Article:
Dianne BERGANT. New Collegeville Bible Commentary: Psalms 1-72, Psalms 73-150. Collegeville, Minnesota: Liturgical Press, 2013, vol. I:  pp.142, vol.2: pp.153; $14.95 each volume. Pb. ISBN 978-0-8146-2857-7; 978-0-8146-2856-0.

José Enrique AGUILAR CHIU. The Psalms: An Introduction. New York/Mahwah, NJ: Paulist Press, 2014, pp.116. $19.95. ISBN 978-0-8091-4880-6 (pbk.) ISBN 978-1-58768-368-8 (ebook).
Reviewed by James ZEITZ, Our Lady of the Lake University, San Antonio, Texas 48207

          These two recent works on the psalms: Dianne Bergant, professor of Old Testament at Catholic Theological Union in Chicago, and José Enrique Aguilar, professor of New Testament at the Pontifical College Josephinum in Columbus, Ohio are both well-written slim volumes aimed at non-specialist audiences such as bible study groups or college students (Aguilar’s introduction mentions graduate students). Their major difference is—using language of Gunkel’s Form Criticism—the Sitz im Leben of the reader.

Dianne Bergant’s Psalms commentary is part of the New Collegeville Bible Commentary series. The format is: the text at the top of the page and comments for each of the psalms beneath. It would be useful for a bible study group or a homilist preparing a liturgy or an individual reader involved in lectio divina as a method of prayer. Each of the two volumes begins with a brief seven page introduction: first, the overall “book” (or five “books”): the composition , literary characteristics, types of psalms (laments, hymns, etc.); then the theology and usage today of psalms in both Jewish and Christian communities. The commentaries on individual psalms sometimes include—when pertinent—historical notes (e.g. Ps 22: is post-exilic: since God’s sovereignty over the dead, in v.30 “All who have gone down into the dust will kneel in homage” differs from Ps.6:6 “In death there is no remembrance of you. Who praises you in Sheol?”) Occasionally there are notes on Christological interpretation, such as Matthew’s use of Ps.22:31f. “The generation to come will be told of the Lord…proclaim to a people yet unborn the deliverance you have brought” to describe the passion of Jesus (Matt 27:35-46)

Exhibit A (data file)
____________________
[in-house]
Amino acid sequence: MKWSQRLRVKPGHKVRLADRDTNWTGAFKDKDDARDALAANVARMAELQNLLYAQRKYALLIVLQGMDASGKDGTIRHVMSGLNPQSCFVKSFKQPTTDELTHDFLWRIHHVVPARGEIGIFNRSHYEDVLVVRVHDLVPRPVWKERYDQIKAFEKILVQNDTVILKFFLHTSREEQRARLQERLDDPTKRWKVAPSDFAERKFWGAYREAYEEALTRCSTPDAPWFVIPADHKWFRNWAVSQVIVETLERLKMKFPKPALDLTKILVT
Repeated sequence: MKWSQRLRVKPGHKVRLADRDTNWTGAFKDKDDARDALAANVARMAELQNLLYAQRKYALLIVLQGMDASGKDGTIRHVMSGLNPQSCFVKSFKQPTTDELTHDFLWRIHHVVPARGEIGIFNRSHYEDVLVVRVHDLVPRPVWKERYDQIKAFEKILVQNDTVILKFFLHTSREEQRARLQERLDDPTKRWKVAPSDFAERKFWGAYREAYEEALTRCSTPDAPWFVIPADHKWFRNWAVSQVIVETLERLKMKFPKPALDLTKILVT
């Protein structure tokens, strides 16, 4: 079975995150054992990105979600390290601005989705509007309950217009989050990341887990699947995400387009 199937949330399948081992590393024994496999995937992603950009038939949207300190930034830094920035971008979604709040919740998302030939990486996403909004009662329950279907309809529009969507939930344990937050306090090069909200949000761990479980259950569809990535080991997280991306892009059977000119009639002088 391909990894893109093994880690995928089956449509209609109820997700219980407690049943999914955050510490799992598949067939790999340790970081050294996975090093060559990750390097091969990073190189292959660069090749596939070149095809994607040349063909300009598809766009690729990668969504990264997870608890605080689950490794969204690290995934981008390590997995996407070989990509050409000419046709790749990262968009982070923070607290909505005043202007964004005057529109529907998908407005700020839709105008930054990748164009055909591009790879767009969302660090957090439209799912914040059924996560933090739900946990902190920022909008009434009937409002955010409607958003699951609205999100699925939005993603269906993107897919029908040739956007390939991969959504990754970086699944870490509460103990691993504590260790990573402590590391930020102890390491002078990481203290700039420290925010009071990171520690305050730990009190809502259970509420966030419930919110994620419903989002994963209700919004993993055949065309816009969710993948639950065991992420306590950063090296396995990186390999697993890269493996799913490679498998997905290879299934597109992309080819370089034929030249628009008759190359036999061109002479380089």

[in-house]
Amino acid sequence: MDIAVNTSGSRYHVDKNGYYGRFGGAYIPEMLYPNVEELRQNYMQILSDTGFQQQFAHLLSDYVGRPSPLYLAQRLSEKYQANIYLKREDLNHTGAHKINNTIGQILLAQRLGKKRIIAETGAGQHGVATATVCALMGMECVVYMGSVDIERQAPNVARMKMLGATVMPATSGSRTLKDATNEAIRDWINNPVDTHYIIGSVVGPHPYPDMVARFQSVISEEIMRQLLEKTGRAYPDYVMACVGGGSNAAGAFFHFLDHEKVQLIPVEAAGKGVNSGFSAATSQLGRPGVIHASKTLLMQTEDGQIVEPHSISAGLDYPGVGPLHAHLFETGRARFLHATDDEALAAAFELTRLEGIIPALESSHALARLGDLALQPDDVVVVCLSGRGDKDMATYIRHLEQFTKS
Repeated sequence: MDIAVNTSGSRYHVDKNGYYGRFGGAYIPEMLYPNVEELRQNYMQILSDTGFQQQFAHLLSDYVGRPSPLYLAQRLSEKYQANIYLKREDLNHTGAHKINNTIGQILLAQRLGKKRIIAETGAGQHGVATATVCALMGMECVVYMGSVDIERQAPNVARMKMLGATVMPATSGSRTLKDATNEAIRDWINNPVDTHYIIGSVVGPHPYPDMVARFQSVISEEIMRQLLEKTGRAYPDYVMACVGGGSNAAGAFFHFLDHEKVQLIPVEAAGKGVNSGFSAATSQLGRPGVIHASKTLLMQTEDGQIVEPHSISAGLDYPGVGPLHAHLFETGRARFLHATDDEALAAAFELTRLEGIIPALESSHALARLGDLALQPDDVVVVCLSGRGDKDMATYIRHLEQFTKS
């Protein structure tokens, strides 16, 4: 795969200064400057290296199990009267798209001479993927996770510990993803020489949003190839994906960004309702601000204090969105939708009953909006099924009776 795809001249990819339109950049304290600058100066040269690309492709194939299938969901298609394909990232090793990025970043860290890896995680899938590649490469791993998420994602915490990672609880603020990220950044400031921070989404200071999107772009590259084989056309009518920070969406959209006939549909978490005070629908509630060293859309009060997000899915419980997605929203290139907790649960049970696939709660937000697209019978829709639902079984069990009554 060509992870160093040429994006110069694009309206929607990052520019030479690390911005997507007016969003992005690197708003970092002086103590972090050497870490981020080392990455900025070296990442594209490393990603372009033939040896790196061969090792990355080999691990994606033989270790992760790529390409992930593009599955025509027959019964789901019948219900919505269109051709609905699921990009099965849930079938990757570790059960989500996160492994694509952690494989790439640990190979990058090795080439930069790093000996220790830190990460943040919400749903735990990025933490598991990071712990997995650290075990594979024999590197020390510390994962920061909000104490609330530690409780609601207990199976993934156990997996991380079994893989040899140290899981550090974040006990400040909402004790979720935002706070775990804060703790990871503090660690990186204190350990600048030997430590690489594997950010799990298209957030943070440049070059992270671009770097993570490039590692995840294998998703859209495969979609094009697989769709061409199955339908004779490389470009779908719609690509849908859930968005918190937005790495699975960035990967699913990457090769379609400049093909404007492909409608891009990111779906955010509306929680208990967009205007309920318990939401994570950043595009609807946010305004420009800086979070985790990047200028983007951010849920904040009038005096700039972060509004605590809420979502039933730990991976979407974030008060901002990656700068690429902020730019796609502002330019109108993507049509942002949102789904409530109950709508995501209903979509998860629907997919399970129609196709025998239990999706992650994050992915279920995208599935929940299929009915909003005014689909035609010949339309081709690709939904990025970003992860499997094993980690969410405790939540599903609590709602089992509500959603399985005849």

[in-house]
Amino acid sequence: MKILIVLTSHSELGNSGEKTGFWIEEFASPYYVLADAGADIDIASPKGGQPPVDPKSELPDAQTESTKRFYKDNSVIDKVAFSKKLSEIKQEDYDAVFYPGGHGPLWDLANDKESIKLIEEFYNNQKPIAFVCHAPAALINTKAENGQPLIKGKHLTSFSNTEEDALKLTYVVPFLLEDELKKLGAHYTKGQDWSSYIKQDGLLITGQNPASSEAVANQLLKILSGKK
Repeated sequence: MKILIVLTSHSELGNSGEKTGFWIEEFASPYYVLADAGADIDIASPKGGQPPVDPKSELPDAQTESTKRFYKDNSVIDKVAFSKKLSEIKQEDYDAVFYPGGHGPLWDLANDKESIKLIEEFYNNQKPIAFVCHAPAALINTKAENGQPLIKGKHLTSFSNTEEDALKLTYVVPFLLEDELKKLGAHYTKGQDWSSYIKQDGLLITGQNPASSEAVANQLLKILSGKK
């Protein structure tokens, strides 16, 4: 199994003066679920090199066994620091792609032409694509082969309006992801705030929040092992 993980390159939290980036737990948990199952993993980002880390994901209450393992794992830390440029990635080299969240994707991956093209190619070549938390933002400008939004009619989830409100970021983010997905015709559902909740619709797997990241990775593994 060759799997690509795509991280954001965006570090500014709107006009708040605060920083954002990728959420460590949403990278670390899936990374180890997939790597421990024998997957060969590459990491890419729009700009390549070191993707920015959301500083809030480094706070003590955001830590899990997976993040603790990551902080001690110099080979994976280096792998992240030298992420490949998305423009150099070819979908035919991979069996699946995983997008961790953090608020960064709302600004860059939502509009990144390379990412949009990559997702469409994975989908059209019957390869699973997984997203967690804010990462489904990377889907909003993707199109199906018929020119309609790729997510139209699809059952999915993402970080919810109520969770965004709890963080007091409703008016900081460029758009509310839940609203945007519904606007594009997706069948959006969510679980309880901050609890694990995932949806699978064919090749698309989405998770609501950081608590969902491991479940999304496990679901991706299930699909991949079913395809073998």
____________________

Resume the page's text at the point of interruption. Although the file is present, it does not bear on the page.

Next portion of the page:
José Aguilar’s work is definitely for the classroom (graduate school or seminary) as the preface notes: the book began as a series of handouts for a study of the Psalms. There is no “commentary” on individual psalms as in Bergant’s work.  Aguilar presents the Book of Psalms overall, not individual psalms. It would also be an excellent resource for a homilist or bible study group because of the methodology for study it defines.  I definitely intend to use his five steps for “Studying the Psalms” as an assignment in my own Introduction to the Hebrew Scriptures.

to Understanding the Psalms” is a scholarly series of eighteen sections (think ‘notes’ for lectures) that condense useful information about psalms—their literary features, classification by literary genre, relation to other biblical or ancient  poetic texts, theology, history of interpretation, Christian use (including a helpful list of psalm texts quoted in the New Testament). Some of this information is definitely “graduate” level, such as the notes on psalms at Qumran, other “Solomonic” psalms, the Hebrew meter and rhythm.  Part II, “Categories of Psalms” presents eleven types or “forms.” For each psalm type, these eleven chapters presents its basic structure, an example of the type – with a text divided into parts and brackets in the margin; then three different types of analysis (literary, theological, historical), concluding with a note on the Christian appropriation. Extremely clear, useful for bible study and the classroom. One note: Aguilar prefers to use the term “supplication” (individual and public) rather than lament or complaint for the most common type of psalm: a good point, since the dominant element in these prayers is our petition for salvation.Aguilar’s book is divided into two parts—each with its own set of notes. Part I, “Background